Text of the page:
SHAPING UP IN A HURRY
STORY BY Elizabeth Brunetti PHOTOGRAPHY BY André Chung
Cherie Beck purchased a Living Social deal for a month’s worth of classes at 39 Minute Workout in Ellicott City thinking it would be a quick fix. “I hoped to get back into shape quickly and then move on to the next ‘specialized’ program,” recalls the 52-year-old Columbia resident. A year later, Beck still attends three classes a week and has gradually embraced other aspects of David Beares’ three-pronged program – nutritional guidance and acupuncture treatments.
Her commitment to Beares’ approach took her by surprise, she says. “My thinking that I would find another program after I ‘got back into shape’ dissolved within the first three months.”
Beares, a 37-year-old Sykesville entrepreneur, aims to help all of his clients achieve this type of transformation. He also wants to transform “the conversation in women’s minds,” he says. Too many women, he says “think that to lose weight means eating disgusting foods and going hungry.” Furthermore, he says, women are misled when it comes to exercise. “They’re taught to pick up tiny weights and do a million reps; that it’s dangerous to pick up anything heavy,” he says. “That’s just so far from the truth.”
Beares tackles these misconceptions in his book, “EXPOSED! The Weight Loss Industry Wants You To Be Fat: Primitive Health and Fitness expert reveals his 9 secrets to quickly and dramatically transform your body.” In it, he discusses the three pillars upon which the 39 Minute Workout is built: training, nutrition and
A certified kettlebell instructor, Beares creates workouts using movements that come naturally – so you won’t find any weight machines in his Columbia studio, located in the back corner of a strip mall on Waterloo Road in Ellicott City. Instead, the 39 Minute Workout sessions rely on weight resistance provided mainly by kettlebells and clients’ own body weight. “The workouts teach women just how strong they are – and it’s usually a lot more than they expect.”
Cherie Beck’s main goal wasn’t weight loss, but she began to notice results right away. After her third session, she says, she began to notice “a ‘kettlebell butt’– [it was] noticeably firmer,” she says with a smile. “It’s a big bang for less than three hours a week,” she says.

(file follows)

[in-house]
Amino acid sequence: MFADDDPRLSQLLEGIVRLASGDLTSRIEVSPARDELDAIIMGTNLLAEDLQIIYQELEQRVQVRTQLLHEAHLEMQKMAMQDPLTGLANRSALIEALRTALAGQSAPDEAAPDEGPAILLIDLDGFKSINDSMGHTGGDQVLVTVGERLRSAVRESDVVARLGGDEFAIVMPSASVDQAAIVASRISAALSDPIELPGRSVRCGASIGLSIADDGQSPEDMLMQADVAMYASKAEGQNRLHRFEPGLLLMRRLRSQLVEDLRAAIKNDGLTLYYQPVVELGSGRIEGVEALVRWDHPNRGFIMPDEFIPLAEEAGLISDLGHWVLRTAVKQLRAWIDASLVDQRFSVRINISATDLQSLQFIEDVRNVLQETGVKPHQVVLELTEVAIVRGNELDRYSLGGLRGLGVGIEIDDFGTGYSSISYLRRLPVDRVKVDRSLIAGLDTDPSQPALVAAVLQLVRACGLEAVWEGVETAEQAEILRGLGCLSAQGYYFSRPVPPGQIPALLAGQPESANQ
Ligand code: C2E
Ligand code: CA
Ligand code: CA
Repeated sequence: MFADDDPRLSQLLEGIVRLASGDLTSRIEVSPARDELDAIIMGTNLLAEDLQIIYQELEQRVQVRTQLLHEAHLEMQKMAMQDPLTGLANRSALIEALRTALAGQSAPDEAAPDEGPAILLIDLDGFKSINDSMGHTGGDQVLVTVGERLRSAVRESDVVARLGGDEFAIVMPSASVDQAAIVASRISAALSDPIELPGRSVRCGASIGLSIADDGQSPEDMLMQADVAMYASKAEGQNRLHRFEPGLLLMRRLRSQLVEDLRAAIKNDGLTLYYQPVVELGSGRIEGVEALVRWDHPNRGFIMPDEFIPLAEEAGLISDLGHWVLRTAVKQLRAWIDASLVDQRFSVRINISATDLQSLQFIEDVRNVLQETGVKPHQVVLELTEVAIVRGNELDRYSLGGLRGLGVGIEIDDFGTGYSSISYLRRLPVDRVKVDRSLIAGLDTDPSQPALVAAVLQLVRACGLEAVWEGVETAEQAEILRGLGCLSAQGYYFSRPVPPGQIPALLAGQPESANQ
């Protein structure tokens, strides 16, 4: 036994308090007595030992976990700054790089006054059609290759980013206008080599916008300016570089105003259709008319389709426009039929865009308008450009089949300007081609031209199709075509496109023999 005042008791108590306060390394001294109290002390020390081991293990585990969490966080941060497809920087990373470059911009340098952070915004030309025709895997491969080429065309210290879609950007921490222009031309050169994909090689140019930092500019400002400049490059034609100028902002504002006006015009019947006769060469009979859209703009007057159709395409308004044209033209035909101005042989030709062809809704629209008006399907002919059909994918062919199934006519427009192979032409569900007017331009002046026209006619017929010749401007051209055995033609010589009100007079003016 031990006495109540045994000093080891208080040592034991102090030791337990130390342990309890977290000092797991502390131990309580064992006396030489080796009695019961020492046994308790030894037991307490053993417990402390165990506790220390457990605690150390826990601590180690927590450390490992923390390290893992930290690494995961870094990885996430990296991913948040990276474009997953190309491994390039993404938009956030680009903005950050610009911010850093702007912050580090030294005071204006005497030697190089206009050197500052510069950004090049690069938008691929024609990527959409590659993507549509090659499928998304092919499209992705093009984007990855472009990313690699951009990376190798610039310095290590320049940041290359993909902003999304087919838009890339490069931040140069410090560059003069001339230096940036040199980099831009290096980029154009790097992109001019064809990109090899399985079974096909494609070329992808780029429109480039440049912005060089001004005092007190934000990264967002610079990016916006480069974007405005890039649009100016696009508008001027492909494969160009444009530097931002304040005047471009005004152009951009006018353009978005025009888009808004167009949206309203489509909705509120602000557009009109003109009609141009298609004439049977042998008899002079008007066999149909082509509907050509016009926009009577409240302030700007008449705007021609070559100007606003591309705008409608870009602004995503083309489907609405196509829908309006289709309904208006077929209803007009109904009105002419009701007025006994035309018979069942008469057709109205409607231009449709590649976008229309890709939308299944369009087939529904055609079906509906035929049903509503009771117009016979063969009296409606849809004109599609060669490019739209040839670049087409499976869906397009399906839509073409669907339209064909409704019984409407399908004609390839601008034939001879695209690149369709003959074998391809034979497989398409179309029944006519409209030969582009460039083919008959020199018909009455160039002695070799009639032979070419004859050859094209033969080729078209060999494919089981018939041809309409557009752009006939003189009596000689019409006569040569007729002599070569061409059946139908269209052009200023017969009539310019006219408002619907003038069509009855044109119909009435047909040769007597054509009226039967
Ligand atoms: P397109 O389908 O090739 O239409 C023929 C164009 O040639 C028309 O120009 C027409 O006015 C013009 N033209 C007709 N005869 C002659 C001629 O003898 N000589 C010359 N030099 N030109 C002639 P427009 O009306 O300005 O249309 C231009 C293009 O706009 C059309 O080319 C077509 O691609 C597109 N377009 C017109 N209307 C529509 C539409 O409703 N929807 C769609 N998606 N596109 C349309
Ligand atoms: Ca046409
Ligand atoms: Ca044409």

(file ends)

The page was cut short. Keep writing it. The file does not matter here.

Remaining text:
Beares’ approach to nutrition – the second pillar in his program – is rooted in what he calls a “nourishment plan” as opposed to a diet. Dieting, he says implies deprivation. “Healthy, lean people don’t diet,” he points out. Instead, Beares encourages frequent meals with adequate protein, hydration and avoiding certain foods.
The third and final pillar of Beares’ approach is acupuncture. He and other trained acupuncturists work in a quiet room adjacent to the exercise studio. “A lot of people just need the stress reduction that acupuncture offers,” says Beares. “Western medicine is for acute care – it’s there when you need a higher level of attention. Most everything else can be addressed with alternative medicine.”
Beares likens the 39 Minute Workout to a Zen boot camp – clients are guaranteed a challenging, results-oriented health and fitness regimen that helps them feel in charge of their bodies, he says. “People come here to take back control.”
Beck claims that the 39 Minute Workout has helped her to build lean muscle, and cut her percentage of body fat – while gaining more awareness of her body. “Wellness is not just a lack of illness,” she says. “I am much closer to wellness than ever before.” Furthermore, she says, she doesn’t feel alone on that path.
Beares works hard to create a sense of camaraderie and inclusion. He posts polls or workout “teasers” on the group Facebook page and organizes group outings to reward clients for perfect attendance. Such events as a bowling party and a field trip to an Orioles game encourage clients to embrace a sense of community. He likens the atmosphere of 39 Minute Workout to the bar in “Cheers” – where everyone knows your name, and everyone is welcome.*
What can you do in just 39 minutes?
The 39 Minute Workout is designed for maximum results in minimal time. Here is a rundown of the type of workout to expect in a 39 Minute class.
Sessions typically start with a few minutes of mobility drills such as foam rolling or yoga poses to warm and stretch the muscles.
Next is about eight minutes of strength training, alternating sets of military presses, squats or lunges – performed while holding kettlebells for more resistance.
The cardio portion uses interval training and only lasts for about five minutes. Exercises like jumping jacks, mountain climbers and pushups are performed in cycles of 30-seconds of high intensity with a 20-second recovery.
The final 12 minutes is more cardio (jumping jacks, kettlebell swings, pushups) at your own pace, though clients are encouraged to work at their maximum cardio capacity.
The workout usually ends with abdominal work such as front and side planks.
Pricing ranges from $18 to $20/ class, or $169 to $269/month. Go to 39minuteworkout.com.
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